Top 6 Reasons to Use Endpoint Data Loss Prevention

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The computer is the primary tool in today’s business environment. These are the devices that employees spend the majority of their working hours in front of and on which they access sensitive information, whether they are desktop or laptop computers running Windows or macOS. They are necessary tools, but they are also the primary source of data loss or theft.

What is Data Loss Prevention?

Data loss prevention (DLP) is a strategy deployed by businesses to ensure that sensitive data remains securely within the corporate network.

Data loss prevention tools and software are designed to constantly monitor and filter data in real-time. In addition to dealing with the data being used, stored and transmitted within the network, data loss prevention applications ensure no harmful outside data is entering the company network.

Its primary purpose is to protect a company’s sensitive information from any type of incoming data that poses a threat to the organization since 70% of business people have or will have experienced data loss due to accidental deletion, fire, or system failures.

Let us delve more closely into the reasons why data loss prevention is seen as an absolute necessity for businesses of all sizes.

1. Increasing outside threats and attacks

Organizations take data loss very seriously. However, since data thieves keep getting more sophisticated every day, and with many of them finding new ways to access networks more frequently, companies face mounting pressure to actively keep looking for new threats.

2. Inside threats

Disgruntled employees are a prime example of inside threats – individuals deliberately intending to cause harm to a company from within. They may do it themselves or try to find assistance from an outsider to carry out the attack.

Given the fact that they already have access to data and may also have some sensitive information about different personnel within the company, the attack may prove to be more dangerous than from an attempted breach from outside the organization. This is especially true if the disgruntled employee happens to be a high-ranking executive, since they usually have access to twice as much sensitive information in comparison to other employees.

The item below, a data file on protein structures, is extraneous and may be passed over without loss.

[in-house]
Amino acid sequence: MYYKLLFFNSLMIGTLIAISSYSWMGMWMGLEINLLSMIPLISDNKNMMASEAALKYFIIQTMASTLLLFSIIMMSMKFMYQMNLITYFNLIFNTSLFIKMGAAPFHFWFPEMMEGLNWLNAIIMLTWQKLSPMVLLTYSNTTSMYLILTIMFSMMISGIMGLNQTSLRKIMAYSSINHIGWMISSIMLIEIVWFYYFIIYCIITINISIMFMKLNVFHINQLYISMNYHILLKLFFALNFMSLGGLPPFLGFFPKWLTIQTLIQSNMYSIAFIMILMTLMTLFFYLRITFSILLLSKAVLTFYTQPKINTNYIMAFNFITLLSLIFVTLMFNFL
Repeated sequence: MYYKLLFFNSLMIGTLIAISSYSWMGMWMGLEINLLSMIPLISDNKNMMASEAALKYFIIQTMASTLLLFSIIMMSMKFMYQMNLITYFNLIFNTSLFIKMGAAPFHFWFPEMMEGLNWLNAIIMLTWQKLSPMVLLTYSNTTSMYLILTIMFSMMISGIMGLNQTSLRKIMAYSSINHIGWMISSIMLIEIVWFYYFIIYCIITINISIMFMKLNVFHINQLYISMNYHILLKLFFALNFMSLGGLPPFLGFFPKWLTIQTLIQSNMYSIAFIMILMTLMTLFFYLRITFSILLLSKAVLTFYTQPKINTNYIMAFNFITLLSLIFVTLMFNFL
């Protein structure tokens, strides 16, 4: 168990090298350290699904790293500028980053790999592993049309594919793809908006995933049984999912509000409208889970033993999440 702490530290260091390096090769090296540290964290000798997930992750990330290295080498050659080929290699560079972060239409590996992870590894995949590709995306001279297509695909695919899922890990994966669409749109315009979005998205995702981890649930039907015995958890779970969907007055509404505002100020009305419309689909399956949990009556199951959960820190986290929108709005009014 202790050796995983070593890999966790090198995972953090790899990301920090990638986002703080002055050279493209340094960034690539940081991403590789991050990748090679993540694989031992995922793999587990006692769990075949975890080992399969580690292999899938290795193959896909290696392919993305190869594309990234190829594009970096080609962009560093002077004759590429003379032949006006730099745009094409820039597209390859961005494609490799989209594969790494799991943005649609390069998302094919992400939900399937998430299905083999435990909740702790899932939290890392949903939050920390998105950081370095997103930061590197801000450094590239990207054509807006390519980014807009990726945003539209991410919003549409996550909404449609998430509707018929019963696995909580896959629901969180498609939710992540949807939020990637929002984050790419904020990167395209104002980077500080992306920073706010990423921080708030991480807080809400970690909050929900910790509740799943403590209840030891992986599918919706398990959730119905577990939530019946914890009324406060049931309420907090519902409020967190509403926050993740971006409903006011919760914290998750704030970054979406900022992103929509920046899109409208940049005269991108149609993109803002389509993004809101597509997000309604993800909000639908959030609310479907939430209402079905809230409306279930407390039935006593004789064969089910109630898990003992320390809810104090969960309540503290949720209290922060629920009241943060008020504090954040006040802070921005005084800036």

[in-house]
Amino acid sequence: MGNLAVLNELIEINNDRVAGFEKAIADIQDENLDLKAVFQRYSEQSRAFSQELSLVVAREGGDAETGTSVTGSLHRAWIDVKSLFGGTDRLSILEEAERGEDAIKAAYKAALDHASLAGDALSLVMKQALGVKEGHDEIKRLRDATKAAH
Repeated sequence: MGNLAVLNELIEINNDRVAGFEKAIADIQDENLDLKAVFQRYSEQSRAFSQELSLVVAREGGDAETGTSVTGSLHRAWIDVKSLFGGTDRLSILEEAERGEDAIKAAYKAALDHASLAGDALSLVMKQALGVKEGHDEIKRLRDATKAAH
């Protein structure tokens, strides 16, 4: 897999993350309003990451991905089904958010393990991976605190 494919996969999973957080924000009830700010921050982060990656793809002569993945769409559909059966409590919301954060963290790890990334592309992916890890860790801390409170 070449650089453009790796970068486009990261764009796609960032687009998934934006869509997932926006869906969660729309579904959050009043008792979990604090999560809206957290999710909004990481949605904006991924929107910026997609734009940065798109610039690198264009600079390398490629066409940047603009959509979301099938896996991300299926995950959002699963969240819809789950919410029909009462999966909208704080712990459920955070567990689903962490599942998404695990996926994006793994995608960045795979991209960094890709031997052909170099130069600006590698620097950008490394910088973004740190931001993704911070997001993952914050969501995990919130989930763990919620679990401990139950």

3. Accidental information sharing

The person in question may not have any intention to harm the company or to put the company’s data at risk. They could simply fall victim to social engineering, a favorite method employed by data thieves.

The attacker typically studies the target (the organization) and chooses a victim (the employee) as his/her means. The usual tactics involve studying the victim in depth and involving them in their plans, with them being completely unaware of it.

They invariably try and have victim accidentally reveal the sensitive information without them realizing it.

4. Poorly maintained BYOD  

Bring your own device (BYOD) policies have helped numerous industries operate more effectively. However, there are still industries who have either not adopted BYOD at all or who have a poorly deployed and maintained BYOD solution.

BYOD, unfortunately, makes it easier for employees to inadvertently share sensitive information through their personal mobile phones and tablets. They may not be aware of the security level of data that’s either idly sitting within the device or during data transmission.

5. Cloud based storage and services

While we talked about the challenges of BYOD, another point to be noted is that employees may use their personal storage device and personal online storage services such as Google Drive or Dropbox for storing and sharing company-owned confidential information that is otherwise not supposed to leave the company network and infrastructure.

It is possible, especially in non-tech companies, that these individuals are not aware of the proper protocols. It is the company’s responsibility to have ironclad network security measurea in place to ensure that employees have the proper authorizations and permissions to access the data, and make sure it is shared only within the company networks. Data loss through BYOD can be a common occurrence when the security protocols have not been defined.

6. Poor reputation within the industry

If you do not have adequate security measures in place and you have the misfortune of repeated attacks as a result, your business could quickly earn a poor reputation.

You could quickly lose your clients and customers to competitors, even the most loyal ones. Actifile recently mentioned in one of their surveys that 60% of companies that lose their data will shut down within 6 months.


When establishing a business, new owners must pay special attention to data loss prevention. From the first day of work, every new piece of data created, stored, used, and shared is sensitive information. Building a solid foundation from the start will result in less anxiety later on.

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